Malay kite

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The common and widely popular "Eddy" kite design, shown here behind its patenter, W. A. Eddy.

The Malay kite is a model of tailless kite. First introduced to the West in a New York City newspaper article from October 1894, the Malay kite was used for recreation for centuries before this in parts of the Far East. The article detailed how a university professor ("Clayton") had erected a series of kites and bound them all together to one kite. These kites had no tail, were bowed and diamond-shaped, and were referred to by the article writer as "Malay kites". However, the existence of a Malay-like design may have already been heard of in the United States sometime before the publishing of the article; in the last edition of the American Boy's Handy Book, another tailless kite is described (there referred to as a "Holland" kite). The description of this kite, which was to be included as a chapter in the book, was sent in to the author sometime around 1882, eleven years before the Malay kite was mentioned in the newspaper.[1]

Design[edit]

The Malay is similar in design to the standard Eddy design.[2] The precise design of the kite consists of two flexible cross sticks, diverging at right angles, to form a lozenge-like shape. The horizontal stick is preferably slightly longer than the vertical one. Once they have been bound together, a string or cord is tightened around the resulting lozenge. The design is then enveloped in the kite material, such as paper. This particular design, when correctly executed, allows the wind to carry the kite to great heights, despite its lack of any kind of tail.[3]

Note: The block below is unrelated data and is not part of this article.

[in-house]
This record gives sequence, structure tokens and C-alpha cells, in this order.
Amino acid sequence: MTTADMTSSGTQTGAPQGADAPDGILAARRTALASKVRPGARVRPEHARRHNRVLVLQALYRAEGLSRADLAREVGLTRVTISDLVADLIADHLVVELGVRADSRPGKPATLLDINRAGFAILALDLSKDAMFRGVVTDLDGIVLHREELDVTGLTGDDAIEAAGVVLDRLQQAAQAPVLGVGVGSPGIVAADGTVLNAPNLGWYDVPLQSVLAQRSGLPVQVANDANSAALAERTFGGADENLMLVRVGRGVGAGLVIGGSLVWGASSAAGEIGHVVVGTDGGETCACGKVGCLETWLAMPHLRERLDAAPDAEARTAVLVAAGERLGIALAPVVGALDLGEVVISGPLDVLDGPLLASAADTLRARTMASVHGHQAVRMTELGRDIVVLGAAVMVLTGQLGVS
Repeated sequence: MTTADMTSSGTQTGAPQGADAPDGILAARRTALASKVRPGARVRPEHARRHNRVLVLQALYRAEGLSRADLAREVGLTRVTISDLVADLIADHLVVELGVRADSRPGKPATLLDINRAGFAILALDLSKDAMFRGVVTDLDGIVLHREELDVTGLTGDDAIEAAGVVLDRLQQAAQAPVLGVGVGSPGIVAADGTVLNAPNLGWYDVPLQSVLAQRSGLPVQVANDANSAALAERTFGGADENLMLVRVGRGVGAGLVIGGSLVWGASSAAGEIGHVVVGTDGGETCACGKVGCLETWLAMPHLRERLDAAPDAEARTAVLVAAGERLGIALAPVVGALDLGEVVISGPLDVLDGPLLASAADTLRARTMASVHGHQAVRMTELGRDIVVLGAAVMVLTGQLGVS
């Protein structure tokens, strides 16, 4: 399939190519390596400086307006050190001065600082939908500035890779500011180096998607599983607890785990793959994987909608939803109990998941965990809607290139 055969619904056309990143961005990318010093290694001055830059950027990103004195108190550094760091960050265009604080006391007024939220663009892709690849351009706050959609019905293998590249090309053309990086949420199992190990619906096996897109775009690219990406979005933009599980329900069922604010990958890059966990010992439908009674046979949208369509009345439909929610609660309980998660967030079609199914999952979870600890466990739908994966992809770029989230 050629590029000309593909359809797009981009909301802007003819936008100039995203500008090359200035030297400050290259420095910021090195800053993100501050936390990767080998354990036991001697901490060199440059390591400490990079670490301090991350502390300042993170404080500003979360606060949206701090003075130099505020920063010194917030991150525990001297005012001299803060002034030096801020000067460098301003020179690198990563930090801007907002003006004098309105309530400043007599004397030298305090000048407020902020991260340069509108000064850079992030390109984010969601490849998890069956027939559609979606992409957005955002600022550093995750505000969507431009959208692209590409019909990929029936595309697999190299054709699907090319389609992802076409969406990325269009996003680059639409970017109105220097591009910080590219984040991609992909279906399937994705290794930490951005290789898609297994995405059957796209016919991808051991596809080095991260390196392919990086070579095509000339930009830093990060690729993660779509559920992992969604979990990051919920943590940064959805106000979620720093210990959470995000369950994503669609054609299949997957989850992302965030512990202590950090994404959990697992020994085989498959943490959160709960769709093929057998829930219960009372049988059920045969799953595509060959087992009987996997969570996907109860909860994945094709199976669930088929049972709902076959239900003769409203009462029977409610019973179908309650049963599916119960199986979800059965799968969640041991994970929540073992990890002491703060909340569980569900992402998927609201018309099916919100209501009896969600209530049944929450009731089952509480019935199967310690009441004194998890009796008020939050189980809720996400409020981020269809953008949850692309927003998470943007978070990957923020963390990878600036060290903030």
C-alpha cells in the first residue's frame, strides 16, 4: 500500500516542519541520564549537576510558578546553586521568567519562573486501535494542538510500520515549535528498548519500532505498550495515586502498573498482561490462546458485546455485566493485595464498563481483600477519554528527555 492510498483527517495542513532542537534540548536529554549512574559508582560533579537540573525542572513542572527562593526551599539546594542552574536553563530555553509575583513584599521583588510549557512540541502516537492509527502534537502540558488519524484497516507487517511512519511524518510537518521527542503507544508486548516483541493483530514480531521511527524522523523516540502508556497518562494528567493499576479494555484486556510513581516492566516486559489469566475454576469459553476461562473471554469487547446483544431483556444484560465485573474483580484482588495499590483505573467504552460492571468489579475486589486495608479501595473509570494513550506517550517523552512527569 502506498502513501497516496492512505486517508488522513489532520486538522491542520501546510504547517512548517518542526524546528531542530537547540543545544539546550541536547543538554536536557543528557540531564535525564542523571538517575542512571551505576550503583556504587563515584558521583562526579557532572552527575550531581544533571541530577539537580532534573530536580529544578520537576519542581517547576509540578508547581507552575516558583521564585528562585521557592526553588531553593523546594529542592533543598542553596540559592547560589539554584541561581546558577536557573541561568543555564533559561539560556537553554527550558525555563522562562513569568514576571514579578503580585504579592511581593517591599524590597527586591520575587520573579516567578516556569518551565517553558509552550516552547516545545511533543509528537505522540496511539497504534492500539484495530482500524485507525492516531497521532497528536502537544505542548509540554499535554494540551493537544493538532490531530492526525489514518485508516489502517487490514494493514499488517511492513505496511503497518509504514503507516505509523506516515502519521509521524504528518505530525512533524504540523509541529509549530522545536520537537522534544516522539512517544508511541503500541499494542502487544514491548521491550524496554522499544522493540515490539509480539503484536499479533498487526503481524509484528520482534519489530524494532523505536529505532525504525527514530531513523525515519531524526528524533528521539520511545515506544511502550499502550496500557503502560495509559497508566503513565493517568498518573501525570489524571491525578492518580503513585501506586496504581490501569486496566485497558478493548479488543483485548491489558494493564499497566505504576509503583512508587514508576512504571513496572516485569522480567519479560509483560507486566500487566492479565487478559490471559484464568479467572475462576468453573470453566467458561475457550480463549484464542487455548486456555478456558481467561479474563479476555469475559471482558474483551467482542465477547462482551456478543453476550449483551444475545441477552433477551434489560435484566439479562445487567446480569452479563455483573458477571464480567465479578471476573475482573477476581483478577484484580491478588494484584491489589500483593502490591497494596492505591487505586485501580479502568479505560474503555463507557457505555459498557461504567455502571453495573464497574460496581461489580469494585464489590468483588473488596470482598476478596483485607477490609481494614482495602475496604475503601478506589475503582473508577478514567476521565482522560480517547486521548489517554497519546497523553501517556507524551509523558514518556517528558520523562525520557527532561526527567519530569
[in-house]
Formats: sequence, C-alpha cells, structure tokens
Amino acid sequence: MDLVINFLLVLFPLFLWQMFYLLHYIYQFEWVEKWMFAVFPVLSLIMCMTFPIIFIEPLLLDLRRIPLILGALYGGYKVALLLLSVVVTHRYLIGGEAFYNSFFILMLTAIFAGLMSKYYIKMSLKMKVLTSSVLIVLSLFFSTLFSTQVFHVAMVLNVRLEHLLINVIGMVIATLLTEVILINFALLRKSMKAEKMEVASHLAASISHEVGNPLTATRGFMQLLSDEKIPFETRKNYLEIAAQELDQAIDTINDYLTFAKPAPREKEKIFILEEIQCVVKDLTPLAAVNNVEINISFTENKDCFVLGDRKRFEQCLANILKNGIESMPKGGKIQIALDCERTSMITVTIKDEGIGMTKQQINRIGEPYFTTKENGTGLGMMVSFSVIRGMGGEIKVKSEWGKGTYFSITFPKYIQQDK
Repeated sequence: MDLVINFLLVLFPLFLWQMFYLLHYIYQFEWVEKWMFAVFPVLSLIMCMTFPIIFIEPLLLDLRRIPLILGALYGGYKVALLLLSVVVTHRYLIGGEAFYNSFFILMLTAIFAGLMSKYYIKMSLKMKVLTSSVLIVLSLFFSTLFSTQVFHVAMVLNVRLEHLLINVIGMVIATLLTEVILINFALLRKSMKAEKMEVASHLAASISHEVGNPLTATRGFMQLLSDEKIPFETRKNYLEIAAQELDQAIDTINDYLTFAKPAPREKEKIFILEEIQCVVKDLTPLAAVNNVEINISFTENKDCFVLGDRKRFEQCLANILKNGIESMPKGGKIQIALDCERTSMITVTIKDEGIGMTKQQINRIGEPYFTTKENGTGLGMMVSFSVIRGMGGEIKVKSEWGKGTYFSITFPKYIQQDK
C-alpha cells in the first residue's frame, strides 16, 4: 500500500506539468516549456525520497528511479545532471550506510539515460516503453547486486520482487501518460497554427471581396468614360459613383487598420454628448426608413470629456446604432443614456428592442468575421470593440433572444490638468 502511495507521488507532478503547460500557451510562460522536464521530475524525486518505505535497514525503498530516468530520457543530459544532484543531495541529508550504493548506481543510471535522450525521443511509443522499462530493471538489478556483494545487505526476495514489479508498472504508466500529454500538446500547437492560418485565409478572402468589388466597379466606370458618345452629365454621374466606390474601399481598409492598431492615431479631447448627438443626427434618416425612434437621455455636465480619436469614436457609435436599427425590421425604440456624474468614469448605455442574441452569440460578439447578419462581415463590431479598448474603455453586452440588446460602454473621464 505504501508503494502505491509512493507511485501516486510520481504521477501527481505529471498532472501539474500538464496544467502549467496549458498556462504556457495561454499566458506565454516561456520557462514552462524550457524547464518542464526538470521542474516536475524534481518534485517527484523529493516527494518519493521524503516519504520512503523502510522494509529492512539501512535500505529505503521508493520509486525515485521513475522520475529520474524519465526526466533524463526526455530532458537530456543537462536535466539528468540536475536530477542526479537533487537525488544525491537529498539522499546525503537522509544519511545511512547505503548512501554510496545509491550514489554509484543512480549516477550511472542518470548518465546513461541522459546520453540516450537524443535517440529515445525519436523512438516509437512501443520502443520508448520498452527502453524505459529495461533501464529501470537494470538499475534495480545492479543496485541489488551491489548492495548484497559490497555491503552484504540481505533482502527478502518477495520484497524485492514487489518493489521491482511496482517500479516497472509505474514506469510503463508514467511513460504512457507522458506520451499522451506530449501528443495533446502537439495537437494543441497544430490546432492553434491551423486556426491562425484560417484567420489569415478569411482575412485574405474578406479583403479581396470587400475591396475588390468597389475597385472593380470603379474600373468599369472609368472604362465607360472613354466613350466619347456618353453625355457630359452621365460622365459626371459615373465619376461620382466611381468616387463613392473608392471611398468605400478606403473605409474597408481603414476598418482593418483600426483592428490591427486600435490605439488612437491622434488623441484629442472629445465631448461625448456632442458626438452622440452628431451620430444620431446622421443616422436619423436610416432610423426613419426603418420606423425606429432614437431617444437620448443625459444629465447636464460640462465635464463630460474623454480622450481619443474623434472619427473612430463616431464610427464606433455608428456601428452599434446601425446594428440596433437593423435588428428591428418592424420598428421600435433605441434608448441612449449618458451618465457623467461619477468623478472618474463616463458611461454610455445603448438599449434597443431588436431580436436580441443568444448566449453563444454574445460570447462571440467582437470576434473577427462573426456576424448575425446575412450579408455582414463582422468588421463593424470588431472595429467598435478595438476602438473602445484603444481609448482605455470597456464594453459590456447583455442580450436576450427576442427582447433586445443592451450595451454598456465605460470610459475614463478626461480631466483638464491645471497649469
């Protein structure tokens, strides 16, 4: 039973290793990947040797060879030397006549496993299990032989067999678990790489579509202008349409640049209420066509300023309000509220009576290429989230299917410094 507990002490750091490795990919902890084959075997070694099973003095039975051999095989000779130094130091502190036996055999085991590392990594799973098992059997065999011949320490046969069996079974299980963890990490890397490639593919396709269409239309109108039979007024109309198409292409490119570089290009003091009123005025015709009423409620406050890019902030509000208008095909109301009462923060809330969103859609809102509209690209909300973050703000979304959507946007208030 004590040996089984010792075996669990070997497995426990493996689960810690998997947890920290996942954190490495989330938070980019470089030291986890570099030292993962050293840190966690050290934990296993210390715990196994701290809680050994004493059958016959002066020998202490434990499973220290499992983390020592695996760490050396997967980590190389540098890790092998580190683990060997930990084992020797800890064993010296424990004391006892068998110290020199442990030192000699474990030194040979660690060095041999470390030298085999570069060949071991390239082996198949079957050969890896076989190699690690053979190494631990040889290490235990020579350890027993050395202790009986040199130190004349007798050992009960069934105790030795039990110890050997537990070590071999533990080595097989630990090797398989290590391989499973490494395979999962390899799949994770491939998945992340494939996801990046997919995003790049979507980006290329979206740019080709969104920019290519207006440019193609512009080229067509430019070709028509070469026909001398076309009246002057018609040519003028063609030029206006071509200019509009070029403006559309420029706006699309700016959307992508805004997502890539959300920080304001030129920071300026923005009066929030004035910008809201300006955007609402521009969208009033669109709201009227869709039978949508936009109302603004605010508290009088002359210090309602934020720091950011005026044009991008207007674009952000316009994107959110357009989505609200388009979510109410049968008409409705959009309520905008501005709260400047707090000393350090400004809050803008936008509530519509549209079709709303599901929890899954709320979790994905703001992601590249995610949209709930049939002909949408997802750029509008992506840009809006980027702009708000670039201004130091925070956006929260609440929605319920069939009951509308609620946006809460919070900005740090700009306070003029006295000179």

This diamond-bowed design gave inspiration to other designs, such as the aforementioned and now popular "Eddy" kite, designed by William Abner Eddy of Bayonne, New Jersey. The "Eddy" model, created four years after the Western appearance of the Malay in 1894, and patented approximately twenty months after that — application for "Kite" filed on 1 August 1898, by "William A. Eddy of Bayonne, New Jersey", U.S. patent number 646375 (issued on 27 March 1900) — has grown to become one of the most common and popular designs of kite in the 21st century.[2]

See also[edit]

Notes[edit]

  1. ^ Beard, p. 67
  2. ^ a b Eden, p.149
  3. ^ Chanute, p. 186

References[edit]

  • Beard, Daniel Carter (2000). The Outdoor Handy Book: For Playground Field and Forest. The Minerva Group, Inc. ISBN 0-89875-135-7. 
  • Chanute, Octave (1997). Progress in Flying Machines. Courier Dover Publications. ISBN 0-486-29981-3. 
  • Eden, Maxwell (2002). The Magnificent Book of Kites. Sterling Publishing Company, Inc. ISBN 1-4027-0094-6.